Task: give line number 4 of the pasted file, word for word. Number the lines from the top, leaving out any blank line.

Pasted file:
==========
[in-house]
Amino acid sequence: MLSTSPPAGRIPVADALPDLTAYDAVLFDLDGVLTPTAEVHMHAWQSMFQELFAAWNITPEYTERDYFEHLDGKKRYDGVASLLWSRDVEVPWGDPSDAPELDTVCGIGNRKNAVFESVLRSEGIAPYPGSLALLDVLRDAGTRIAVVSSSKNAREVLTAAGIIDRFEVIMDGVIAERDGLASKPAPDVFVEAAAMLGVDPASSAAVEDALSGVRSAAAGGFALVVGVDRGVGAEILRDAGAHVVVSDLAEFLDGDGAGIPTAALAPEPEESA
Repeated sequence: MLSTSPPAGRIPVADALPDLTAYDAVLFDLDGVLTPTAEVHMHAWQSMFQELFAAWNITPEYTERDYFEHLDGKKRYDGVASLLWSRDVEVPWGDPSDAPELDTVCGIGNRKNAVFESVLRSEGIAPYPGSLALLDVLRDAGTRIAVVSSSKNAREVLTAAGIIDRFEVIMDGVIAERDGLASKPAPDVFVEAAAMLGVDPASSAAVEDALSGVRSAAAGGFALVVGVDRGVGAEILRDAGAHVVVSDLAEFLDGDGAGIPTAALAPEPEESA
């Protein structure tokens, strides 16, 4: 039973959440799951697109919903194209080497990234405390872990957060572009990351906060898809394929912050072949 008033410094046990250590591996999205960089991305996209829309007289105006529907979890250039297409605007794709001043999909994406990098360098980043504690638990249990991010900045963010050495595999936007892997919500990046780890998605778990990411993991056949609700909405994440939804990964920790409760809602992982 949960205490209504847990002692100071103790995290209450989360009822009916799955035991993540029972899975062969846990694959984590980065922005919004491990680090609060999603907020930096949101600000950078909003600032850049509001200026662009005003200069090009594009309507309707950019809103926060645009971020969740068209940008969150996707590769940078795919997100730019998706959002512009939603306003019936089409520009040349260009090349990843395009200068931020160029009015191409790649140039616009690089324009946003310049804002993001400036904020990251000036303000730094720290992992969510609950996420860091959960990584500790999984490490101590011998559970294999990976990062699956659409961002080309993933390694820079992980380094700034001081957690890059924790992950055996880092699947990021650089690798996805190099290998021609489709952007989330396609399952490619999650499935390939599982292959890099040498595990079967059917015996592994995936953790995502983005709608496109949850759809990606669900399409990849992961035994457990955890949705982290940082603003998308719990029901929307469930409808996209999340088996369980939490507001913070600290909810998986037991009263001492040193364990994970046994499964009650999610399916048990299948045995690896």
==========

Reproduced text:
């Protein structure tokens, strides 16, 4: 039973959440799951697109919903194209080497990234405390872990957060572009990351906060898809394929912050072949 008033410094046990250590591996999205960089991305996209829309007289105006529907979890250039297409605007794709001043999909994406990098360098980043504690638990249990991010900045963010050495595999936007892997919500990046780890998605778990990411993991056949609700909405994440939804990964920790409760809602992982 949960205490209504847990002692100071103790995290209450989360009822009916799955035991993540029972899975062969846990694959984590980065922005919004491990680090609060999603907020930096949101600000950078909003600032850049509001200026662009005003200069090009594009309507309707950019809103926060645009971020969740068209940008969150996707590769940078795919997100730019998706959002512009939603306003019936089409520009040349260009090349990843395009200068931020160029009015191409790649140039616009690089324009946003310049804002993001400036904020990251000036303000730094720290992992969510609950996420860091959960990584500790999984490490101590011998559970294999990976990062699956659409961002080309993933390694820079992980380094700034001081957690890059924790992950055996880092699947990021650089690798996805190099290998021609489709952007989330396609399952490619999650499935390939599982292959890099040498595990079967059917015996592994995936953790995502983005709608496109949850759809990606669900399409990849992961035994457990955890949705982290940082603003998308719990029901929307469930409808996209999340088996369980939490507001913070600290909810998986037991009263001492040193364990994970046994499964009650999610399916048990299948045995690896």